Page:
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Fast & Furious Doesn’t Hurt the GOP

The Washington Post’s Chris Cilizza writes today that the attempt by House Republicans to charge Attorney General Eric Holder with contempt of Congress for stonewalling the investigation into the Fast and Furious scandal is a political loser. According to Cilizza, Congress is so unpopular that any attention given to the House GOP caucus is bad for Mitt Romney’s chances in November. He also thinks any moment taken away from a discussion of President Obama’s handling of the economy is a lost opportunity for the challenger. Though he concedes that being dragged into the mud with John Boehner and company doesn’t help the president, Cilizza is still wrong to think the Republicans’ decision to push hard on this issue is a mistake.

While the Republicans do have to concentrate on the economy, if there is anything we should have learned from the political collapse of the George W. Bush presidency is that fresh problems merely compound an administration’s troubles; they don’t provide an escape hatch. Just as Hurricane Katrina didn’t stop Americans from worrying about the Iraq War, Fast and Furious won’t stop them from being upset about the parlous state of the nation’s finances and job losses. The specter of scandal and the Nixon-like invocation of “executive privilege” merely contribute to the impression that the Obama presidency is tiptoeing along on a precipice and can start slipping down the mountain at any time.

Cillizza is right when he notes that Congress and, in particular, the House Republicans, are widely disliked. But the contempt most Americans have for our political class doesn’t mean they don’t think Congress shouldn’t investigate genuine scandals. To the extent that people understand that lives were lost because of a Justice Department blunder and that the administration has been trying to fight a desperate delaying action to avoid dealing with the consequences of their folly, they support a vigorous examination of what has happened.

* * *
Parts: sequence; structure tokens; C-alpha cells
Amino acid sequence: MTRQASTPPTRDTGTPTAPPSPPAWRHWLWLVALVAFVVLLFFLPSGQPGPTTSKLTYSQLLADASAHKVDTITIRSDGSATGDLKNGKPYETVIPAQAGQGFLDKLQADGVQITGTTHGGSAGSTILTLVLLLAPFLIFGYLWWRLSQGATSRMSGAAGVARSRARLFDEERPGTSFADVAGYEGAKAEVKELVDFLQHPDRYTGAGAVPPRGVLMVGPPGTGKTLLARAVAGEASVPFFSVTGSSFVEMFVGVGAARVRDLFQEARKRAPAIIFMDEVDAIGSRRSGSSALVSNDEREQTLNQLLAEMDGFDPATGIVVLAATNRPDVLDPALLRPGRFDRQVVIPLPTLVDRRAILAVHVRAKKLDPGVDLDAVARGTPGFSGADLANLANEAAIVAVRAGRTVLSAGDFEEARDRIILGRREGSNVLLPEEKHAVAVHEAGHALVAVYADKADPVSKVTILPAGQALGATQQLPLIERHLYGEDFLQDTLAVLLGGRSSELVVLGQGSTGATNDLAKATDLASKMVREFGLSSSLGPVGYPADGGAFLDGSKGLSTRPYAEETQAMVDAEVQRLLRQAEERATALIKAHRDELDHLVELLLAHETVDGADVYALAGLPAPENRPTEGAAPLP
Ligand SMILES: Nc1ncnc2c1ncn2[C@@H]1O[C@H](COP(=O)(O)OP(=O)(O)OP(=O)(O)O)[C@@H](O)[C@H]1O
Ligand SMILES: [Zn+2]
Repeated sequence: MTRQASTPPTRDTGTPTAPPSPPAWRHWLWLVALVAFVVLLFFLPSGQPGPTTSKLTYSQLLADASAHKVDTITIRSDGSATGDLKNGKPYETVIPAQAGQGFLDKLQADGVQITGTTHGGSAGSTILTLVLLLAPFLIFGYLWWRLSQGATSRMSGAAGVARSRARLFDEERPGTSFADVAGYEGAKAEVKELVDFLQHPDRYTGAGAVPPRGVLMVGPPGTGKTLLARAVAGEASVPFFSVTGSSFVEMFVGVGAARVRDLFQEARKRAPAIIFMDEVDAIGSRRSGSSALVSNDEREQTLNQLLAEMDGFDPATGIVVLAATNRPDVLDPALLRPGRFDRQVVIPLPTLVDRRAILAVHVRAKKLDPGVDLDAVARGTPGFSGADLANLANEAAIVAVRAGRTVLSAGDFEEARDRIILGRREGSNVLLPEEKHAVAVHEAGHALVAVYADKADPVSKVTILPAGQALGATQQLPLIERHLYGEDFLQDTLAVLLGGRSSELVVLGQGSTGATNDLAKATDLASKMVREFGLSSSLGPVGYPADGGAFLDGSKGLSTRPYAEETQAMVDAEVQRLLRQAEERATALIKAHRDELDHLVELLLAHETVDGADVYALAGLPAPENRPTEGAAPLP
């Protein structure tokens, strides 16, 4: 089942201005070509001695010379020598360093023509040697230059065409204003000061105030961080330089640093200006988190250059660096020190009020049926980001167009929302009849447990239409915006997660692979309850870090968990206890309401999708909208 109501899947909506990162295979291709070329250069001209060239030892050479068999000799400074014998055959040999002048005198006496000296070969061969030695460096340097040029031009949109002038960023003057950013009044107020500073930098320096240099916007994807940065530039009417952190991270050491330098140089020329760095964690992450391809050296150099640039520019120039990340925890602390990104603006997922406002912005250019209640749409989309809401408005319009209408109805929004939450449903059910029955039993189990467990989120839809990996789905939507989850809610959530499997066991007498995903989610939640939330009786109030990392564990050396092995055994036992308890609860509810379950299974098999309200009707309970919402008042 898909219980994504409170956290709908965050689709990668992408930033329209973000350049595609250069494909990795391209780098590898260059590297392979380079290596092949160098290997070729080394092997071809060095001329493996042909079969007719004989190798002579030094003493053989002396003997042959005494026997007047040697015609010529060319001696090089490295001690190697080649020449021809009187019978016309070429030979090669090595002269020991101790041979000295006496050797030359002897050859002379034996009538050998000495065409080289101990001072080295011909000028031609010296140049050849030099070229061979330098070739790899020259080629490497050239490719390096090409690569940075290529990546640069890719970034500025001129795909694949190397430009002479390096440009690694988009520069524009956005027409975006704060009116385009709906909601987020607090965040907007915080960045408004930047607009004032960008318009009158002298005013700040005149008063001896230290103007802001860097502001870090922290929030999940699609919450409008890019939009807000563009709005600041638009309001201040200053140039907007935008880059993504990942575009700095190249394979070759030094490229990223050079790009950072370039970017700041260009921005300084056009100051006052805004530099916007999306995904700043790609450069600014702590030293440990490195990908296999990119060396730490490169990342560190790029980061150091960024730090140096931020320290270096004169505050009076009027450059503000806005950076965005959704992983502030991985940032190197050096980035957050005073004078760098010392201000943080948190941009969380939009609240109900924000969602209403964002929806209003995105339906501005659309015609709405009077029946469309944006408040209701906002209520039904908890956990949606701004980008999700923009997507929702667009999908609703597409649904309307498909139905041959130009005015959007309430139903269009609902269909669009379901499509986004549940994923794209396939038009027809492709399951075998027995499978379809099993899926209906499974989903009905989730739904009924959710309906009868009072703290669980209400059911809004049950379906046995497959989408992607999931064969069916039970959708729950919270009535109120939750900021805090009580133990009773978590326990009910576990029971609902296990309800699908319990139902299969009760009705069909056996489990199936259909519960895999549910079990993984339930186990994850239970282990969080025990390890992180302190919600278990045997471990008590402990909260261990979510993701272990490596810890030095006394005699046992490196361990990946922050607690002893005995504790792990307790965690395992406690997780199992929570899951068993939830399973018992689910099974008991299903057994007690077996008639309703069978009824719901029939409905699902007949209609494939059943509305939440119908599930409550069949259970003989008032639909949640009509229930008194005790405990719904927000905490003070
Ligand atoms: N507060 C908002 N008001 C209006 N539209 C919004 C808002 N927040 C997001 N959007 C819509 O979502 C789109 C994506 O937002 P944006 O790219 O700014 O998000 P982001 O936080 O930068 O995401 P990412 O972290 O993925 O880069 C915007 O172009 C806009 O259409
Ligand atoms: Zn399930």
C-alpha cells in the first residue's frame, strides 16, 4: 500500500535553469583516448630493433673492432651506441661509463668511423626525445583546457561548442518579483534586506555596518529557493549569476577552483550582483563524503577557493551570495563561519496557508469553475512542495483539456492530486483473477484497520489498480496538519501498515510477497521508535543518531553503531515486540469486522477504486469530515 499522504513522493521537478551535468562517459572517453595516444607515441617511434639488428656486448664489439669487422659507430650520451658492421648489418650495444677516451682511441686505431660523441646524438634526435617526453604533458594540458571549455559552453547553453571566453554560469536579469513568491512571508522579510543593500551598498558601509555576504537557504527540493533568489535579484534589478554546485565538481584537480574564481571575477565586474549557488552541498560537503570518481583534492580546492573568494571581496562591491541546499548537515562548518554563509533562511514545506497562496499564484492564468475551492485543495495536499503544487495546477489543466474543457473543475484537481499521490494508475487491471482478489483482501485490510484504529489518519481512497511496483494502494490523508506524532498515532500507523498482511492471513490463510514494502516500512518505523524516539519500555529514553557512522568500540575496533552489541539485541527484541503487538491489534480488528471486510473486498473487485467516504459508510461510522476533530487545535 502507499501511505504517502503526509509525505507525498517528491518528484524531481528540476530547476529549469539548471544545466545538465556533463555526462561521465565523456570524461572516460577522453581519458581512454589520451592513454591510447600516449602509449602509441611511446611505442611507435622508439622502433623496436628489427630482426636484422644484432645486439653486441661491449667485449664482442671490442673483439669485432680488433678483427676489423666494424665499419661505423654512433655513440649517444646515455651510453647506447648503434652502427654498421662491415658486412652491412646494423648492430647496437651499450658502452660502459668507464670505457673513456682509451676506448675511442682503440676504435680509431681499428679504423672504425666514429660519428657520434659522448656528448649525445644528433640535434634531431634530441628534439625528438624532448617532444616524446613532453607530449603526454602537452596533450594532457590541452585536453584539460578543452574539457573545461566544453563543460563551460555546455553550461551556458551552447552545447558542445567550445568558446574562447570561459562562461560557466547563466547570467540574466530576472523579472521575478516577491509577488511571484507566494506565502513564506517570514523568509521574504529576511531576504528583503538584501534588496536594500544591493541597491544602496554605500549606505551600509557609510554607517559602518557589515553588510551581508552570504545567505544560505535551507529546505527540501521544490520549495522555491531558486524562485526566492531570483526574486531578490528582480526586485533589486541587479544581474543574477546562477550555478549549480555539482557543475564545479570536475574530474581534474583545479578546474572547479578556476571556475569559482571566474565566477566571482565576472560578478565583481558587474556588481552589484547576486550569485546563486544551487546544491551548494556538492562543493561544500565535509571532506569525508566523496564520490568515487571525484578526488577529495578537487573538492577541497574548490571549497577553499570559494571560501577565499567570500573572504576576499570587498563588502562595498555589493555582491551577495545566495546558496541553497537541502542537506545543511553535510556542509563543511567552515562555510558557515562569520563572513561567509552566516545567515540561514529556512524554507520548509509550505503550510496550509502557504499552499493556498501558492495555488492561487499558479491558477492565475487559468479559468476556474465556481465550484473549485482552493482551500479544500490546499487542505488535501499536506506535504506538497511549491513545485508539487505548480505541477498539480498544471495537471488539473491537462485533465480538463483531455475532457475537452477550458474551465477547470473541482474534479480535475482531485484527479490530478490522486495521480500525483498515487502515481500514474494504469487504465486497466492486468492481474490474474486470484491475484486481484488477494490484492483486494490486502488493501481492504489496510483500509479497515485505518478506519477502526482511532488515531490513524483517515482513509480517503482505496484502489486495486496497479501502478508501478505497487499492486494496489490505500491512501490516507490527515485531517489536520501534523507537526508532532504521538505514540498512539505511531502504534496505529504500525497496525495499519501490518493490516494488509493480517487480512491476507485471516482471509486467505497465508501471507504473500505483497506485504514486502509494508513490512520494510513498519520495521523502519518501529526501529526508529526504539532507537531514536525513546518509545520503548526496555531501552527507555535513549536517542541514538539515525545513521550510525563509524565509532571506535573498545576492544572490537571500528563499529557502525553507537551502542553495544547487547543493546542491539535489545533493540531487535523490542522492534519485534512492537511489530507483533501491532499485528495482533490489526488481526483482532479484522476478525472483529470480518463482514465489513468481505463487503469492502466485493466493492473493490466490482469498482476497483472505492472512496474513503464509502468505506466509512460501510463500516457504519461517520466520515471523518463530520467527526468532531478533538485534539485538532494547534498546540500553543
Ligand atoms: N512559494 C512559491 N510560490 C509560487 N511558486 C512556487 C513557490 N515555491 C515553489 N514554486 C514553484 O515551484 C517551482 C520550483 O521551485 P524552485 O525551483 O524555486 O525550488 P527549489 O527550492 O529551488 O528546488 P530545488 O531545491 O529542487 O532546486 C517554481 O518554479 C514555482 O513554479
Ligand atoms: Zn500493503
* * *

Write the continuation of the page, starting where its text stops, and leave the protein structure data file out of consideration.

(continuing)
Nor should the administration take any comfort from legal arguments claiming such privilege is justified. As Politico’s Josh Gerstein writes today, the administration may have a court precedent to cite justifying their decision. But even if they are right about that — and most legal observers think they are mistaken — this is still a colossal miscalculation on the part of the president and his advisers. So far, the mainstream press has refused to treat Fast and Furious as a second Watergate even though the implications of the scandal may be far greater. Some liberals may even buy into the preposterous argument that the investigation of Holder is a racist plot to punish him for opposing a fictitious Republican plot to suppress the minority vote.

But the administration’s foolish decision to invoke executive privilege to stop Congress from investigating is an unforced error that could haunt the president even if he wins re-election this fall. Even for those who haven’t followed the scandal closely — a group that includes most Americans — it contributes to the idea the president is a poor leader and things are out of control in Washington. The privilege claim handed Romney and the GOP a club to beat him for no reason other than to spare Holder some humiliation. President Obama will spend the next four months, if not the next four years, regretting it.


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